The first hurdle to track conversions accurately is attribution windows, which are windows of time that a click on a marketing ad can be attributed back to the ad. Attribution windows vary by platform and range from one day to 90 days. The second hurdle is third-party cookie restrictions. Popular web browsers like Safari, Firefox, and Edge completely restrict third-party cookies from tracking user behavior.
Let’s toss out a few scenarios:
- User A clicks a Facebook ad on Monday and uses Google Chrome as their preferred browser. User A applies on Wednesday. In this case, a conversion will track because third-party cookies are not restricted on Google Chrome and Facebook has a seven-day click attribution window.
- User B clicks a Google Search pay per click ad on Monday and uses Microsoft Edge as their preferred browser. User B applies 10 days later (well within the Google Ads 90-day attribution window), but Edge restricts all third-party cookies. In this case, a conversion will not track.
Unfortunately, Google announced last year they are following suit with Safari, Firefox, and other browsers by eliminating third-party cookies by 2024. This means your Facebook ad will no longer receive credit for User A’s application submission in the previous example. With the death of the third-party cookie comes an urgency to leverage first-party cookies to their absolute fullest. An article by Carnegie’s Chief Digital Officer Alexa Poulin states the importance of first-party cookies: “First-party data is king. The importance of collecting and building your own data will continue to grow in importance and give you your best options for advertising.”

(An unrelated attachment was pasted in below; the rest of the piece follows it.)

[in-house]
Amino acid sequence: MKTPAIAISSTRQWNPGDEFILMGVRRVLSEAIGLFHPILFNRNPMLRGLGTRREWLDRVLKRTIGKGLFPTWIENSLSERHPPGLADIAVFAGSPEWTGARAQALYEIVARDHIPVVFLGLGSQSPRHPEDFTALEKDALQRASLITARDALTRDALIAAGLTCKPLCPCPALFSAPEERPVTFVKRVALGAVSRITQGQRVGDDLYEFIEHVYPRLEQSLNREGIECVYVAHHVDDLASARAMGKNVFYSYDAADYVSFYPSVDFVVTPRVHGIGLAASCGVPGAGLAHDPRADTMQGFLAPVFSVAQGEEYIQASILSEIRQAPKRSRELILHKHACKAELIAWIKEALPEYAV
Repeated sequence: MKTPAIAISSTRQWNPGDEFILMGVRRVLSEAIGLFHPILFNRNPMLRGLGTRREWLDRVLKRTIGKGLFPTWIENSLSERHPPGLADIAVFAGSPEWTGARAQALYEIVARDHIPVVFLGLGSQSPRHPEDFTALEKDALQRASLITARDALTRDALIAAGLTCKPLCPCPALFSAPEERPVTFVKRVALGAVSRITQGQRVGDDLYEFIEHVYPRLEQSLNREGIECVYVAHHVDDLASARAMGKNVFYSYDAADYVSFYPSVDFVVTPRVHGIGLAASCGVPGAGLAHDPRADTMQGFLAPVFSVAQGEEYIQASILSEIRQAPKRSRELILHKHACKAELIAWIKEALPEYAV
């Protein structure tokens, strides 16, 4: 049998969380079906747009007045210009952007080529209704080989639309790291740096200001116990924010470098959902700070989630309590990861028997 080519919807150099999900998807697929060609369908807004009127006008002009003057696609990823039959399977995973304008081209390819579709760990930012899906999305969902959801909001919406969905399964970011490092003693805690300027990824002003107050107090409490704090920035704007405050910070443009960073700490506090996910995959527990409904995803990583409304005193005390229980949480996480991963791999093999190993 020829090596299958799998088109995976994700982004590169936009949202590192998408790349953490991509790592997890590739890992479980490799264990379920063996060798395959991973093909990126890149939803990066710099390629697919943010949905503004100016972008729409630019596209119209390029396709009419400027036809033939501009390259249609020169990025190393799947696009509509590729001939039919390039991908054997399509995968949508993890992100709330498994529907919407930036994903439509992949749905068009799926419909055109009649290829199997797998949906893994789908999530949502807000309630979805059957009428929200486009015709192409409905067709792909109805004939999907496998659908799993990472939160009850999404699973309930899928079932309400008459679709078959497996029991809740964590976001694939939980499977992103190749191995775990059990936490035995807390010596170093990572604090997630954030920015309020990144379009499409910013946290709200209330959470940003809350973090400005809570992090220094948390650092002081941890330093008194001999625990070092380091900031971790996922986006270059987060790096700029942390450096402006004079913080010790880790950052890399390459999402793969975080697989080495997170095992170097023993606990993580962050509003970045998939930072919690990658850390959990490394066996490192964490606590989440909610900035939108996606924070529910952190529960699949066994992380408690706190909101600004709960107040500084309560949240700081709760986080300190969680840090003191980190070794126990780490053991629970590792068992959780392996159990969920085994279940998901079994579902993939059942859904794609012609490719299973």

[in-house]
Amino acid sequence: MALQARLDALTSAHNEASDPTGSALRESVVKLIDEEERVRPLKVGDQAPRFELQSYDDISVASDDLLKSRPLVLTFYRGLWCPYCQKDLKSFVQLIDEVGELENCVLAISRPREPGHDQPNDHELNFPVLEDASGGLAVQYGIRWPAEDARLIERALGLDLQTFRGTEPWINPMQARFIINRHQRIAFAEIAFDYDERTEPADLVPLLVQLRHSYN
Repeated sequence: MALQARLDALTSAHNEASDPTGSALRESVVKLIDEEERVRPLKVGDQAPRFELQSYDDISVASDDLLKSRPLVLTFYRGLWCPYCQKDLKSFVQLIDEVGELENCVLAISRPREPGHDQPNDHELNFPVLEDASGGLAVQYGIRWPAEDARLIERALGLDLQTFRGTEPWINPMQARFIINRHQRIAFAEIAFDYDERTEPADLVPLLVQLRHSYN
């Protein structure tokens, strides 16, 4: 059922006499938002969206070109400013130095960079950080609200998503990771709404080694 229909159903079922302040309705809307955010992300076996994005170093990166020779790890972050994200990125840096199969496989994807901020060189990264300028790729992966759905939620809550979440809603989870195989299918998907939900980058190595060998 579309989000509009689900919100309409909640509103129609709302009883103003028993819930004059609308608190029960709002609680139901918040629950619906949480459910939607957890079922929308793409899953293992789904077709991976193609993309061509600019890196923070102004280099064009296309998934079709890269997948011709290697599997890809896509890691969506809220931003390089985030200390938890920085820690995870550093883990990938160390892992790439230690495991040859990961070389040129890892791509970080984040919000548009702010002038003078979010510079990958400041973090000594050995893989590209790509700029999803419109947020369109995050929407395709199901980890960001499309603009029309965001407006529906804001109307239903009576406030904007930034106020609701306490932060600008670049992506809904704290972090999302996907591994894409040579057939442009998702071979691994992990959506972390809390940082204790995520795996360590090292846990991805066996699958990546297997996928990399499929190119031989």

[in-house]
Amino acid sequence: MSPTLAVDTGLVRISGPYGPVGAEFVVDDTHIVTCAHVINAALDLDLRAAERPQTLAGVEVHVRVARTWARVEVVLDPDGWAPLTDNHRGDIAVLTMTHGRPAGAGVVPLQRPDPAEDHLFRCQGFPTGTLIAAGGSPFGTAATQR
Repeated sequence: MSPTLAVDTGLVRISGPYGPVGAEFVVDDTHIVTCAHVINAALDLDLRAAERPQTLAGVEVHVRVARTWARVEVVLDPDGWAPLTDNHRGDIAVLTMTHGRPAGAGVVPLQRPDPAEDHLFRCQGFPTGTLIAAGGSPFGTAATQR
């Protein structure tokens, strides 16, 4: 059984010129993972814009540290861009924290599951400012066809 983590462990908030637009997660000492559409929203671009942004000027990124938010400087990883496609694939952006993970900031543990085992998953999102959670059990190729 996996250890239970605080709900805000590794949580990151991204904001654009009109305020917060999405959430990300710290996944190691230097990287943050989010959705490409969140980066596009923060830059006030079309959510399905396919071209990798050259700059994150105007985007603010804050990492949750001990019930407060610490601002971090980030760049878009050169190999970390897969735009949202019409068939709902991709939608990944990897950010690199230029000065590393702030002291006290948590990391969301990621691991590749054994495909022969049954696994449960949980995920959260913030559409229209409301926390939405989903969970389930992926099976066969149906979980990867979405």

As you can see, there are a lot of factors that go into conversion tracking! You’re probably asking, how can I ensure my conversions are tracking with all these new privacy restrictions? What about offline conversion tracking like in-store purchases or enrollment deposits? Is it even possible to connect a user’s online activity to their offline actions?
The value of customer data platforms
Woohoo! A champion emerges: Customer Data Platforms (CDP).
A CDP is software that collects and stores user data from a variety of sources, like the web and CRMs (Customer Relationship Management tools), to create a complete and singular view of a user. For the purpose of this blog, we’ll refer to Carnegie Clarity™’s technology partner BlueConic. BlueConic can deploy a first-party tracking script across your website to track users’ interests and behaviors across multiple sessions and devices while also ensuring web browsers appropriately recognize cookies as first-party data.
Utilization of a CDP takes third-party cookie restrictions out of the equation. Now, Google Chrome and Edge do not restrict first-party cookies, but Firefox and Safari have some narrow windows. Firefox’s first-party cookies will expire after 45 days, and Safari takes it a step further and expires them after 24 hours. In the case of Safari, any conversion tracking will be tricky, but 24 hours is better than none.
The moral of the story: Invest in a CDP to collect and build your own first-party data source and gain the greatest visibility into conversion tracking and marketing attribution possible. The death of the third-party cookie has every higher ed institution shaken, but Carnegie is taking strides to ensure that our clients are prepared to weather the storm.